A recently released X-ray view of Cassiopeia A, the remnant of an exploded star, shows several chemical elements manufactured during the explosion racing out into space. Silicon is in red, sulfur in yellow, calcium in green, and iron in purple. The expanding cloud contains enough of these four elements, which were forged inside the star, to make more than 100,000 planets as massive as Earth. Someday, the elements may be incorporated into new stars or planets. Cassiopeia A exploded around the year 1680 as seen from Earth, although there are no confirmed reports that anyone on Earth saw it, perhaps because it was wrapped in a cocoon of dust expelled from the star before its destruction. This image was obtained by Chandra X-Ray Observatory, a space telescope. [NASA/CXC/SAO]
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The brightest object beyond our own solar system wheels high overhead on winter nights. It’s in Cassiopeia the queen, whose brightest stars form a big letter M. It’s high in the north at nightfall.
Cassiopeia A outshines all the stars that make up the M. Don’t bother looking for it, though — it’s invisible to the eye alone. But it’s a different story at radio wavelengths — Cas A outshines everything except the Sun and a few other objects in the solar system. Yet Cassiopeia A is 11,000 light-years away, which provides an idea of its power.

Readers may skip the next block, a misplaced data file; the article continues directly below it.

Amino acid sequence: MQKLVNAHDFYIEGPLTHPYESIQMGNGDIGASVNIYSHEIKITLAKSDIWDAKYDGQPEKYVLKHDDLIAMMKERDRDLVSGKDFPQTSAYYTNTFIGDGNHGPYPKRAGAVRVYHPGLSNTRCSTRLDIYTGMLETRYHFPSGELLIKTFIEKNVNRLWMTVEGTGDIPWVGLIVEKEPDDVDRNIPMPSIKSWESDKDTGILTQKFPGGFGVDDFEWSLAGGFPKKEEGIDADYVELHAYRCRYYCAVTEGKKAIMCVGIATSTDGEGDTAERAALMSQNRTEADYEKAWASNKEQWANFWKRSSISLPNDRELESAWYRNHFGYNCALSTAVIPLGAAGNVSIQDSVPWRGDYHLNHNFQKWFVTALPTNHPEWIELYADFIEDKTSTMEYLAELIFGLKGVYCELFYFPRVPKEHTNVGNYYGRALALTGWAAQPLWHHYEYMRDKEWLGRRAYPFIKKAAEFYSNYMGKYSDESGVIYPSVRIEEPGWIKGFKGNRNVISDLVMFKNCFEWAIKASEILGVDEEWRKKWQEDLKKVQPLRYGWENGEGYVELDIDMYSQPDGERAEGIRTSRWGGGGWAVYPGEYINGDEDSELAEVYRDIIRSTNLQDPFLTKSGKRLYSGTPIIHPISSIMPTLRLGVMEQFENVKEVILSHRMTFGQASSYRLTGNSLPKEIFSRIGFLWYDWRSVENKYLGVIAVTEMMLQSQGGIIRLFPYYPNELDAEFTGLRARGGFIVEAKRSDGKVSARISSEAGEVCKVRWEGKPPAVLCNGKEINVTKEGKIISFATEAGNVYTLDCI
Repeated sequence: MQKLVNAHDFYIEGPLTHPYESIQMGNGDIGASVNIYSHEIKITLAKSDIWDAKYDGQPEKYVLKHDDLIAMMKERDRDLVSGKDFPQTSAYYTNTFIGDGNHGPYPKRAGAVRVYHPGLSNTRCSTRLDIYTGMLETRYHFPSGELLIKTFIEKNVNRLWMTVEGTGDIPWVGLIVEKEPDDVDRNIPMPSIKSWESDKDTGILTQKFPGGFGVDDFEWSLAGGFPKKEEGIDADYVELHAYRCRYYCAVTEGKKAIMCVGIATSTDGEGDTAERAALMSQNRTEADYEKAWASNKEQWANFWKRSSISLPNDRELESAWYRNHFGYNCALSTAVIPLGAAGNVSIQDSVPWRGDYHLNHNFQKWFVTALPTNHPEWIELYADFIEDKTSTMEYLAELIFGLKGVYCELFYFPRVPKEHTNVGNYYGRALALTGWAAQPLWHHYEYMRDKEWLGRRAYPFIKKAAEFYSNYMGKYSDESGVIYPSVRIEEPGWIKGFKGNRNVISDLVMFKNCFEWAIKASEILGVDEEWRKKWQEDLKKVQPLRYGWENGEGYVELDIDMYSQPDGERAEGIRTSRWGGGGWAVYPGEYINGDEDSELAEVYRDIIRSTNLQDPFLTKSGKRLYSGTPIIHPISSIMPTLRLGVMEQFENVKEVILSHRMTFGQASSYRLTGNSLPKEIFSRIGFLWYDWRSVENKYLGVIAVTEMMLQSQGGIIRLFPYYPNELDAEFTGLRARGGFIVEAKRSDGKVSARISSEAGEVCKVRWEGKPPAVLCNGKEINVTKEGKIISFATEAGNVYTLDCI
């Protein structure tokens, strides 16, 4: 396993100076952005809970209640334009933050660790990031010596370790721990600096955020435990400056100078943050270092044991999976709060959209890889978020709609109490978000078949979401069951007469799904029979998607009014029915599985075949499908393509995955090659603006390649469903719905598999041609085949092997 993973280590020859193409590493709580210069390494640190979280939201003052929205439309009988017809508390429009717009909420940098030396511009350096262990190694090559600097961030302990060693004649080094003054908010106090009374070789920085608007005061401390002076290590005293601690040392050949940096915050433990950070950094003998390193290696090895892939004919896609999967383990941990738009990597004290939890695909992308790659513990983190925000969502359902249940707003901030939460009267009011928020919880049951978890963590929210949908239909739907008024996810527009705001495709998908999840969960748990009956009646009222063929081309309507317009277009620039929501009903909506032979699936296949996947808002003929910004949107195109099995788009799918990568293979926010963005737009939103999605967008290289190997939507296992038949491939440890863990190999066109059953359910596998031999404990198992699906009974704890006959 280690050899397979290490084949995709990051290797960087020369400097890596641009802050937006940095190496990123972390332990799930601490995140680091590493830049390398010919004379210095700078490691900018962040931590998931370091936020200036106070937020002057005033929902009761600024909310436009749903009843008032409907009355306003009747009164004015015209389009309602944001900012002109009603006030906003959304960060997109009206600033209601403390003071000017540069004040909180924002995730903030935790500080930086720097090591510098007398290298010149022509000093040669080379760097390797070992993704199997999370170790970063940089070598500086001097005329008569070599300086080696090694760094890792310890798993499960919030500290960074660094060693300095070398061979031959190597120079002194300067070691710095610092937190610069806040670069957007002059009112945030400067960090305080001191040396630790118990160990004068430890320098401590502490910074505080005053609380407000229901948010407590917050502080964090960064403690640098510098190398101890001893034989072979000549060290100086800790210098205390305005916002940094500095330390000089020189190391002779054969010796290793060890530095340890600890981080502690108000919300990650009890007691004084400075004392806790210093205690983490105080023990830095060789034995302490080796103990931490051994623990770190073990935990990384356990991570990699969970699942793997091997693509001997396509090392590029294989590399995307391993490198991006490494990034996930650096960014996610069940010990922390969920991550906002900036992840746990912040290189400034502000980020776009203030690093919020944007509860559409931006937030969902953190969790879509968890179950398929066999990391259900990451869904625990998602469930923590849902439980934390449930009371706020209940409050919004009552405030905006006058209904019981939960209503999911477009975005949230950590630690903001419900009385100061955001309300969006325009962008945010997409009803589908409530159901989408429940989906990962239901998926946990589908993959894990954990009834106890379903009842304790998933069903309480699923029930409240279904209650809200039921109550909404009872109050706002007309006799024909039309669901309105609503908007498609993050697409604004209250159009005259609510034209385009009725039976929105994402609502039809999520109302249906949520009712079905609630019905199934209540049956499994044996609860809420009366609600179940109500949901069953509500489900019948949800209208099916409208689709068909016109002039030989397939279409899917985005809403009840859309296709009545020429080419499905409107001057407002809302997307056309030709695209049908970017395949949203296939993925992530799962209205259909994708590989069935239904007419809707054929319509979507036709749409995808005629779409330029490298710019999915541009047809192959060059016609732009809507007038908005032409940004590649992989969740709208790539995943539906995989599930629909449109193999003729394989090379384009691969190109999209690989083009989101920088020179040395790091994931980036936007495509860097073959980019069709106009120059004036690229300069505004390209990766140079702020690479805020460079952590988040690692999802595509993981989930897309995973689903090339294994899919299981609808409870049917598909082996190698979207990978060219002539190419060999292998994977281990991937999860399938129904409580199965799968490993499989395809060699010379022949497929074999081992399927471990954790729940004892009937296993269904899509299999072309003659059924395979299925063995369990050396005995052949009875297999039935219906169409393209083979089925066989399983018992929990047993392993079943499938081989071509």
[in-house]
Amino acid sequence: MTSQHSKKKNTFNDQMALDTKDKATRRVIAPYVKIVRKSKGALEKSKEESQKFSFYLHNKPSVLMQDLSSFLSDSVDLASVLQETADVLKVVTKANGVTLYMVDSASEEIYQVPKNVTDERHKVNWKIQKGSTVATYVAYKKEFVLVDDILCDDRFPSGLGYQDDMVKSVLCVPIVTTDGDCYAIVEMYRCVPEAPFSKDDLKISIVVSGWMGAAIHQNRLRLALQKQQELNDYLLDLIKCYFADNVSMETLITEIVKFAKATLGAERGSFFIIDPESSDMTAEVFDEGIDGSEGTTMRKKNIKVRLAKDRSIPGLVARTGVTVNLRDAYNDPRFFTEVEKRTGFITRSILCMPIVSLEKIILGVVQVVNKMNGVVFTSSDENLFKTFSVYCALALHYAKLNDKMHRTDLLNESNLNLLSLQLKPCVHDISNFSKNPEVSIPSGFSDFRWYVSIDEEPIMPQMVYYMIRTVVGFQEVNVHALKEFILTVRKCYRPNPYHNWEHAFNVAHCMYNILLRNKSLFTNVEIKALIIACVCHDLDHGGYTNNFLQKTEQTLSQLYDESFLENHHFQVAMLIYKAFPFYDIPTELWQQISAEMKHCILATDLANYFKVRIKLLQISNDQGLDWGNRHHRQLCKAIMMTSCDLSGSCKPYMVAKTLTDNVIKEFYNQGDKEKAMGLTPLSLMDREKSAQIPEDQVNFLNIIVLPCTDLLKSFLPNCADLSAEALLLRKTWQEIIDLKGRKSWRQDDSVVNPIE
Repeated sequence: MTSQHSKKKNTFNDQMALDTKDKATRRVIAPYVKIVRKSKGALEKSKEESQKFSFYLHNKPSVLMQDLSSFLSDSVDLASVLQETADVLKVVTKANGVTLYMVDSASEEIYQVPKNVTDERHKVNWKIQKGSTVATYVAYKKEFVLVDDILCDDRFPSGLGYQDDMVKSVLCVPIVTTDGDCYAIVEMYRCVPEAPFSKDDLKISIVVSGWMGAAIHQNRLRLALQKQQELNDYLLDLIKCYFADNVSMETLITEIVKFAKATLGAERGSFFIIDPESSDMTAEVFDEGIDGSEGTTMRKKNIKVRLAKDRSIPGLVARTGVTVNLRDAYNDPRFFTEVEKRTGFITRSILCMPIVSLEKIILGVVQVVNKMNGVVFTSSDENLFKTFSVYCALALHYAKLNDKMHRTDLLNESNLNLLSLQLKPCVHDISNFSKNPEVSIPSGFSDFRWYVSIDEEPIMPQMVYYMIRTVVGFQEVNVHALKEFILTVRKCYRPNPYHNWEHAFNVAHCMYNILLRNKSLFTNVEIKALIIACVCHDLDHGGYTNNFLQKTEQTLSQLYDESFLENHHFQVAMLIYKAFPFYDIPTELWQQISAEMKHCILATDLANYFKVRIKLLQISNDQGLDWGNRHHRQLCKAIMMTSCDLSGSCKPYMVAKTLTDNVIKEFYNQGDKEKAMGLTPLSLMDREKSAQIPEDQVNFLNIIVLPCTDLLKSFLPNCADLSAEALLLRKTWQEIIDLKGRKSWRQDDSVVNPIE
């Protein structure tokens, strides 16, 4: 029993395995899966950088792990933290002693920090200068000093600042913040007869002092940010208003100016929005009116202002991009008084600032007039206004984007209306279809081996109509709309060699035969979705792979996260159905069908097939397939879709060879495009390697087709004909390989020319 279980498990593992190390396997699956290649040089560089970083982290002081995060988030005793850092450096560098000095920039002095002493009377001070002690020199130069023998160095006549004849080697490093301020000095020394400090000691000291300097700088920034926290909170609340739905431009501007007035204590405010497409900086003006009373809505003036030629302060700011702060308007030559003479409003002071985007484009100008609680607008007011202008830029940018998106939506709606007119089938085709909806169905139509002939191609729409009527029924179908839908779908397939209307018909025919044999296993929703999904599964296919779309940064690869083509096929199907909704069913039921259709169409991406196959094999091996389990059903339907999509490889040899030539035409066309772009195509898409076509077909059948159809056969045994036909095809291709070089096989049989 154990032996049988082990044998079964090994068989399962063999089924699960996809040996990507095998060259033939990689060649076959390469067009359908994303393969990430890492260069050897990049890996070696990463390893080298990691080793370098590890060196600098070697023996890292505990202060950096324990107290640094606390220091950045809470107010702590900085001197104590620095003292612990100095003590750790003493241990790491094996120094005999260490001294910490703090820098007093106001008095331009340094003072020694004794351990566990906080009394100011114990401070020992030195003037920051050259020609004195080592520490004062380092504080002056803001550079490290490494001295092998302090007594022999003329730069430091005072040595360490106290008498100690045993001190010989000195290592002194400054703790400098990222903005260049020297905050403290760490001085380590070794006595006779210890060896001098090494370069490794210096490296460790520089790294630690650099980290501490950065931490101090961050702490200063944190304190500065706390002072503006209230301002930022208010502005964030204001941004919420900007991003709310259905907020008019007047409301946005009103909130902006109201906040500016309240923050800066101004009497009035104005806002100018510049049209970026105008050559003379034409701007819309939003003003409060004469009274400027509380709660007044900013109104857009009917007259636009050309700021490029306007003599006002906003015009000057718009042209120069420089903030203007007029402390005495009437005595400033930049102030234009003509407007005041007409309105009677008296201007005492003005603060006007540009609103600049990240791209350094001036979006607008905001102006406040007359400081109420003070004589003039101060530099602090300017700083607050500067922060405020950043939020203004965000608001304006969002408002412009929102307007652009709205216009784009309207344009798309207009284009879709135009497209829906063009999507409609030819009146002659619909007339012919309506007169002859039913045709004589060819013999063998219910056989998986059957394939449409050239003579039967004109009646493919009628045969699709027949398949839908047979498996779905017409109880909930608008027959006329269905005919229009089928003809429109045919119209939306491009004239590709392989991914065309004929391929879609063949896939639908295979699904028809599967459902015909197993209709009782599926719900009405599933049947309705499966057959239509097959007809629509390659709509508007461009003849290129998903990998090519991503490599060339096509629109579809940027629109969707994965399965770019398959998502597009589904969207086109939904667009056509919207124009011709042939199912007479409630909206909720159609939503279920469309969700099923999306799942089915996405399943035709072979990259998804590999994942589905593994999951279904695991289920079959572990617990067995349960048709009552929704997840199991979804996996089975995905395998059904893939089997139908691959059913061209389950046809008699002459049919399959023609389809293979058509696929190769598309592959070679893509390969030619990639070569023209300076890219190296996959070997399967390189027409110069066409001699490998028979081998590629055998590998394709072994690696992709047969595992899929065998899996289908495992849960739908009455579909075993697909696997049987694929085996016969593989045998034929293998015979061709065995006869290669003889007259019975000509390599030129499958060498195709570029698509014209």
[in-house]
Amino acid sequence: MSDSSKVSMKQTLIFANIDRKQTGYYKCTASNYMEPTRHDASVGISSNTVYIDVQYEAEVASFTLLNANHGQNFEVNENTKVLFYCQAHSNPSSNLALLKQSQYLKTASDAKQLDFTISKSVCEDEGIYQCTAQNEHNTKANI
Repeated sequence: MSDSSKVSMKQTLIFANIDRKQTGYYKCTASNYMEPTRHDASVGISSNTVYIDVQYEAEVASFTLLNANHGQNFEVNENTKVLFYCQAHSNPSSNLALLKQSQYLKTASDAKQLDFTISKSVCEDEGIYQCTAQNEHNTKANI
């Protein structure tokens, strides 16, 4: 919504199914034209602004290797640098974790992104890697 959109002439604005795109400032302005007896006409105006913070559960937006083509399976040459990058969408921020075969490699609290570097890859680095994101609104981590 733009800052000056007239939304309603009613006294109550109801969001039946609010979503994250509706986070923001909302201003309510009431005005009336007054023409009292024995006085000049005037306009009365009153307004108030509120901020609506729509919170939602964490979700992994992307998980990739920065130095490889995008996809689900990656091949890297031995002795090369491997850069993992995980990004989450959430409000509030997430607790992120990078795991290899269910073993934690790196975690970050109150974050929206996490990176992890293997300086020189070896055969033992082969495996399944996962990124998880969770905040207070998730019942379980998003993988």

Cas A is the remnant of a star that exploded as a supernova. The blast took place more than 300 years ago as seen from Earth, although there are no confirmed cases of anyone actually seeing it — a veil of gas and dust might have blocked its light.
The massive star quickly consumed the nuclear fuel in its core. The core collapsed, forming an ultra-dense neutron star. The layers of gas around the core then were blasted into space. Today those layers form a glowing cloud that’s expanding at millions of miles per hour.
The neutron star at the center of the cloud produces a powerful magnetic field. Electrons move through that field at high speeds. As they do so, they produce radio waves — making Cassiopeia A the brightest source of radio waves beyond the solar system.
Before the supernova explosion that blasted it to bits, Cas A might have produced a smaller outburst; more about that tomorrow.
Script by Damond Benningfield